A study by the Renewable Energy Foundation shows that England and Wales are not windy enough to generate electricity at the rates projected for them. Government targets are based on wind farms running at 30% of capacity. But most farms in England and Wales are generating only around 25%. The two poorest performers have rates of no more than 7.7% and 8.8% respectively.
In the UK, only the wind farms in Scotland and those on the Orkney and Shetland isles run above 30% of capacity. But those sites face other problems. They are far from the main consuming areas, so significant amounts of electrical power are lost in transmission. Moreover, they are often located in ecologically sensitive areas. One example is the projected wind farm on the Isle of Lewis in the Outer-Hebrides. The site is controversial since it is located near important bird sanctuaries.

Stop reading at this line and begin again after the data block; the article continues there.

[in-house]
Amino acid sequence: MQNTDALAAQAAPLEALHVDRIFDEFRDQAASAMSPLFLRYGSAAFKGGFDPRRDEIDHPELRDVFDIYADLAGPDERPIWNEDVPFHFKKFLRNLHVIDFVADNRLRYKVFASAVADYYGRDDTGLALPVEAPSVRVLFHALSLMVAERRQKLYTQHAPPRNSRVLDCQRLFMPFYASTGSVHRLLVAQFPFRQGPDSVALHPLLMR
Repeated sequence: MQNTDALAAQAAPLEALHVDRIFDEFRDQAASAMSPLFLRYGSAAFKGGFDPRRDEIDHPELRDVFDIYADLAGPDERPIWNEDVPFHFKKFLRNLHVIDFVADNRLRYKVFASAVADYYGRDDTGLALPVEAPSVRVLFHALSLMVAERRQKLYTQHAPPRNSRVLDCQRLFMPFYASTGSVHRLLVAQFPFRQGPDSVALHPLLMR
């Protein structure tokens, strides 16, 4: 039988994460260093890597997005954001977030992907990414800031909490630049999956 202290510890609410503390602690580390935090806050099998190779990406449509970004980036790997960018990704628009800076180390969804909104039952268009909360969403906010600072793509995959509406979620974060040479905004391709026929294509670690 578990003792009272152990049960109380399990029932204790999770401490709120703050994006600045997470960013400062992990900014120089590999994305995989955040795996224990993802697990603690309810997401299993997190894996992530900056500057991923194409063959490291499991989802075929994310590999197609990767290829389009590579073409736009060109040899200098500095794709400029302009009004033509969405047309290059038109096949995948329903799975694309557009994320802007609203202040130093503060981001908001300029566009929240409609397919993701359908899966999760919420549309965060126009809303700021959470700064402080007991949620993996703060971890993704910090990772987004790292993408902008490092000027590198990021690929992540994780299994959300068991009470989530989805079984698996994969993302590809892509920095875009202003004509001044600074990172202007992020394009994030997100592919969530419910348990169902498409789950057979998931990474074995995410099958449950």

This illustrates how difficult it has become to find acceptable sites for wind farms in Europe. The Renewable Energy Foundation has concluded that the most effective sites for wind energy are off-shore near major cities.
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